Kill or modify a process by name (QNX Neutrino)
slay [options]... process_name...
- - signal_number
- A signal number specifying which signal to raise on the processes matching
- Force the action to be taken on all processes sharing the same
process_name. Normally, slay prompts
for confirmation when more than one process bears the specified name.
- Set a SIGSTOP signal on a process, effectively holding its
- -n nodename
- Search for the specified processes on the specified remote node
- -P prio[f|r|o]
- Set the processes matching process_name to priority
prio. Non-root users are limited to a
maximum priority of 63; root can specify a priority up to 255.
You can change the range of privileged priorities with the
-P option for
The priority may be followed by f,
r or o to change the scheduling policy to
SCHED_FIFO, SCHED_RR or
|| SCHED_OTHER is currently the same as SCHED_RR.
- Print the process IDs, in decimal, to standard output, with one process ID
The processes aren't slain.
- Query before dealing with the process, even if only one process is found
with a matching name (overrides option -f). This option
is useful for viewing the other process information that
- Be quiet.
This option is useful when you invoke slay from a C program.
- Don't kill processes that have child processes.
You typically use this option in a shell command that shuts down shells on
other devices. Setting this option prevents slay
from killing shells that have other processes (such as editors)
If you also specify -q, slay
prompts for a forced kill even if the named process has child processes.
- -s sig
- Define a signal to send. This option causes the signal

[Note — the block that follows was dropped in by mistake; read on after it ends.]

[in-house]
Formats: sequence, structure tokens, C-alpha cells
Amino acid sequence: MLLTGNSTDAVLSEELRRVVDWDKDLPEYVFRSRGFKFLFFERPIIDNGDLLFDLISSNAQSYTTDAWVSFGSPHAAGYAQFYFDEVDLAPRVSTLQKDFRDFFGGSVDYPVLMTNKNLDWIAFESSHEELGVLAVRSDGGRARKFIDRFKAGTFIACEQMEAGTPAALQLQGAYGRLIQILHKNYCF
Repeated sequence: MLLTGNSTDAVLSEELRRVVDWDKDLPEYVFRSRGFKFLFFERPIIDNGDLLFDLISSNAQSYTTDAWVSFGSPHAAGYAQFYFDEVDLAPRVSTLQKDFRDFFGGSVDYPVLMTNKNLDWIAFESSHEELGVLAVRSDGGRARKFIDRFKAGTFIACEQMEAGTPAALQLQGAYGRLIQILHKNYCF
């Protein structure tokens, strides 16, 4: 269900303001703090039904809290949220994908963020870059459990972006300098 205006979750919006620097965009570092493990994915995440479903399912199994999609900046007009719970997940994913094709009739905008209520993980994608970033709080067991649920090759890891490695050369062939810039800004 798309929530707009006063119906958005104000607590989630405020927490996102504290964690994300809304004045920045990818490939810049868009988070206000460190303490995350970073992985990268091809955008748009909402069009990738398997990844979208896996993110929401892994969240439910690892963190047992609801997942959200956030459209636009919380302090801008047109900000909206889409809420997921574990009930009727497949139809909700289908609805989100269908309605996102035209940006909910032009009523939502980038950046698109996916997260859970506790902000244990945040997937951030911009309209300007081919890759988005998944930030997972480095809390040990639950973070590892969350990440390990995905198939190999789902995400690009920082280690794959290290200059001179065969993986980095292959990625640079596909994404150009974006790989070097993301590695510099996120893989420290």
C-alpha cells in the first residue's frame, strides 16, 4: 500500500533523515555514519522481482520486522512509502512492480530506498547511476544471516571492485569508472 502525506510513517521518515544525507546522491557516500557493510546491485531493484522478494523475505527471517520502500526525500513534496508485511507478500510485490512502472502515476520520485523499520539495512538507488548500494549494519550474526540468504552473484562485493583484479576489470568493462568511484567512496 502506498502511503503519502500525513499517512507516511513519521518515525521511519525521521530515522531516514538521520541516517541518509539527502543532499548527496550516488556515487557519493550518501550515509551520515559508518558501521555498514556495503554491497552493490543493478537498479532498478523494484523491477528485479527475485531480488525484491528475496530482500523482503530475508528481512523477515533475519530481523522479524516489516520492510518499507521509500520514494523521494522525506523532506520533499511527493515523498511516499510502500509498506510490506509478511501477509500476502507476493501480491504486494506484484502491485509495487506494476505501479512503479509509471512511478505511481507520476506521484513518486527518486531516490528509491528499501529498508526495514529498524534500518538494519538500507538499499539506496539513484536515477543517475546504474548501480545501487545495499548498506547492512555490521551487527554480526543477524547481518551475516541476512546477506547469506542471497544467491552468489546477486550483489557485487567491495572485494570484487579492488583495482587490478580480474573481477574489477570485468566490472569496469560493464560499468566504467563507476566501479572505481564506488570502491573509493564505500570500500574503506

sig to be raised for the processes matching the
- -t ttyname
- Match only those processes whose name is
process_name and have ttyname
as the controlling terminal. If ttyname doesn't
begin with a slash (/), slay assumes that it
starts with the /dev/ prefix.
- Set a SIGCONT signal on a process. If execution of the process
was being held by a SIGSTOP signal, execution begins
it left off. If the process hadn't previously had a
upon it, the SIGCONT signal has no effect.
- Be verbose; display messages about processes being signaled.
- The name of a process to operate on.
Use the slay utility to kill a process by name rather
than by process ID. This saves you from having to first run the
utility to obtain a pid before issuing a
kill command. Process names
are specified without the path. For example, let's say you have a
process called /bin/sleep that you want to kill. Entering
sleep as the process name
is sufficient to allow slay to find and kill it.
There are many forms of this command. The simplest and most often
used form is:
This command locates the process bearing the specified name. If only
one is found, a SIGTERM signal is set on it. If more than one
process bears the specified name, you're prompted for a yes/no response
for each process. When each process is listed in this form, the process
name, pid, and tty group/member numbers are also
displayed to help you make a selection.
||To set a signal on a process you must either own the process
or be logged in as root.|
Kill the spooler process on node peterv:
slay -n peterv spooler
As root, change priority of the my_test process to 20:
slay -P 20 my_test
- No processes matched the supplied criteria, an error occurred,
or the number of processes matched and acted upon was an even
multiple of 256.
- The number of processes matched and acted upon modulo
256 (e.g. a status of 1 could mean 1 process, 257
processes, 513 processes etc.)
- If the exit status was gleaned through direct spawning,
this is the number of processes matched and acted upon
If slay was run through the shell, this is
either the number of processes matched and acted upon,
or it indicates why slay died due to
a signal (subtract 128 from the exit status to determine
the signal number).
- The number of processes matched and acted upon, modulo
The exit status of slay is nonstandard for historical
reasons. It is strongly recommended that slay not be used in any
situation where the exit status is relied upon because the status
is ambiguous in some circumstances.